Sessions may put more rules on money for sanctuary cities

The Trump administration will not go after all federal funds from so-called sanctuary cities, the Justice Department announced Monday - an acknowledgment that making good on such a threat would likely have been impossible.

The memo asserts that Trump's executive order targeting such communities applies to a relatively small amount of money. In the memo, Sessions acknowledged his definition is "narrow", but said any communities that wish to apply for certain federal grants must certify that they comply with the law. And he raised concerns that the specific immigration law the administration cited could be construed to require cities to comply with requests by USA authorities to keep people in custody while they await deportation.

Orrick appeared to address the administration's arguments in his April ruling.

Any city or town that violates that federal statute could lose some Justice grant funding this year, Sessions said, as long as Congress had already spelled out those conditions before the government awarded the grants.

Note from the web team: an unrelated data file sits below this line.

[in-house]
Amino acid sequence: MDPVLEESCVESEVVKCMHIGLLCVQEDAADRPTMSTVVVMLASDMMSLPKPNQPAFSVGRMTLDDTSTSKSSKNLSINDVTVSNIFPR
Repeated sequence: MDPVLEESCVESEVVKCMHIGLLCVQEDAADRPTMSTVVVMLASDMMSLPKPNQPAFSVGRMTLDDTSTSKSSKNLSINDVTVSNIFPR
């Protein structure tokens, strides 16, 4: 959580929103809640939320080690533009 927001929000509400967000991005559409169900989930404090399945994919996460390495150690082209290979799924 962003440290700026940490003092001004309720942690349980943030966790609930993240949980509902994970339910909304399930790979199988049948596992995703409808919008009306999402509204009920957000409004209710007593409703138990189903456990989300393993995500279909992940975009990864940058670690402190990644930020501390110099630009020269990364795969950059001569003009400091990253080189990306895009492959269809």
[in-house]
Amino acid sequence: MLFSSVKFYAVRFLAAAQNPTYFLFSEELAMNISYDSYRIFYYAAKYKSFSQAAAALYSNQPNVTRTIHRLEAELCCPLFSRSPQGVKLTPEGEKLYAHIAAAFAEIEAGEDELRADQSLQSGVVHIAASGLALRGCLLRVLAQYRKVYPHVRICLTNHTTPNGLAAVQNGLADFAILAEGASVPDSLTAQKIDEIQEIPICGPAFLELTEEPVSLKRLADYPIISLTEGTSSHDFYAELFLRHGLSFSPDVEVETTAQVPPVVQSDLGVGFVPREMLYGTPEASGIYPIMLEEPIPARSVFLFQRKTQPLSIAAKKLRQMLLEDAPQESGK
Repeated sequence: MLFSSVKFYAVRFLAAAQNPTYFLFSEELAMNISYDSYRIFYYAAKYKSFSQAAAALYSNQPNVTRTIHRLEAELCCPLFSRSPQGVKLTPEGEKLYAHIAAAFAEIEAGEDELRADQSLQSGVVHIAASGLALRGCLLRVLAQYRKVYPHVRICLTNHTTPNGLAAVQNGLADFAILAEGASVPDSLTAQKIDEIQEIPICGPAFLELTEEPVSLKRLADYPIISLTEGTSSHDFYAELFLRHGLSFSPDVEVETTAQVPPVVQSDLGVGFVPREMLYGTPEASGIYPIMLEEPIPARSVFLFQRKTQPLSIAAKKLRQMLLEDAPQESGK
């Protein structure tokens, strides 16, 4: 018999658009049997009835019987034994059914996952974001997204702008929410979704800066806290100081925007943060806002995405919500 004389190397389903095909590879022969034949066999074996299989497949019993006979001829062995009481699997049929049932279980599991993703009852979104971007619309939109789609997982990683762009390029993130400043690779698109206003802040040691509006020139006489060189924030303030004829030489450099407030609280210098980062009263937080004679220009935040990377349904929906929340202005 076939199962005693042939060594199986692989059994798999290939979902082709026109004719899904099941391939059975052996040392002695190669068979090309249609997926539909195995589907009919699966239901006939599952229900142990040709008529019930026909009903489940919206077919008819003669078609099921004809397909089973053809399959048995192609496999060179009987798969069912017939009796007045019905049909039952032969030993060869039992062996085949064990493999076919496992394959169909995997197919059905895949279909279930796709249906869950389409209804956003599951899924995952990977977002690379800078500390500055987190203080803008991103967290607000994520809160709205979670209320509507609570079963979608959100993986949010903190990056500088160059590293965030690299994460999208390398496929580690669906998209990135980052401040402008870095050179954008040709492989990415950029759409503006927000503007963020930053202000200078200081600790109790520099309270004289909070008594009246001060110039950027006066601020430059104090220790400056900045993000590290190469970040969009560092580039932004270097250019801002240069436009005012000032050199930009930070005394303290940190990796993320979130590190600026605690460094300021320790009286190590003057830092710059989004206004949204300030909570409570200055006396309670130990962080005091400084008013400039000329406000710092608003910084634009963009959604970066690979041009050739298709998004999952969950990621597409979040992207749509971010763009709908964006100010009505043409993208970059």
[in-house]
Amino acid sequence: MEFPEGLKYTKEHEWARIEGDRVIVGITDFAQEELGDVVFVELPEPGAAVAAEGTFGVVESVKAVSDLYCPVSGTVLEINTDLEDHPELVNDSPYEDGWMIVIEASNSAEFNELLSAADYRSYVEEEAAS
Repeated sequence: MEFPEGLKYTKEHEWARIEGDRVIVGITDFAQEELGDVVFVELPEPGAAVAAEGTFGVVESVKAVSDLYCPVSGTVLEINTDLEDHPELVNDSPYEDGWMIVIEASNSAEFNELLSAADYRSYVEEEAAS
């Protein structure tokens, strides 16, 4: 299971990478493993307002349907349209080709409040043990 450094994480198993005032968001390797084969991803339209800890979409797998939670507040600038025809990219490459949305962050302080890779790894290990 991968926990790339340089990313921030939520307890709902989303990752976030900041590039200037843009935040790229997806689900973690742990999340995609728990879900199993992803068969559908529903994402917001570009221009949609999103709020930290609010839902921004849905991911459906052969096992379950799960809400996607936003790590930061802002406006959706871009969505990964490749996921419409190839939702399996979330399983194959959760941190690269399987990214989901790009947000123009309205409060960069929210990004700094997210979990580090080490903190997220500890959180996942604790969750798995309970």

Judge William Orrick issued his temporary injunction against the executive order saying that it was too vague.

To read this article in one of Houston's most-spoken languages, click on the button below. Ayala has drawn national attention recently for her refusal to pursue the death penalty, a position that has put her in the middle of a fight in the state Supreme Court against Gov. Rick Scott.

"The rapid downward trajectory of civil rights enforcement under United States Attorney General Jeff Sessions in his first 100 days in office can not be ignored", Kristen Clarke, President and Executive Director of Lawyers' Committee for Civil Rights Under Law said in a statement.

Among other moves, Justice Department officials have suggested they could look for ways to keep federal grant money from cities they say are not complying with voluntary requests from immigration authorities to detain people suspected of being in the country illegally - or to reward cities that do cooperate.

The memo clarified a portion of Trump's January executive order on immigration, which administration officials originally touted as a shot across the bow to all cities who do not comply with federal immigration enforcement. It sent warning letters to nine localities in April.

Last week, Sessions sent a memo to USA attorneys requiring them to "charge and pursue the most serious, readily provable offense" that alleged criminals are accused of, and to pursue cases that "carry the most substantial guidelines sentence, including mandatory minimum sentences".

  • Joanne Flowers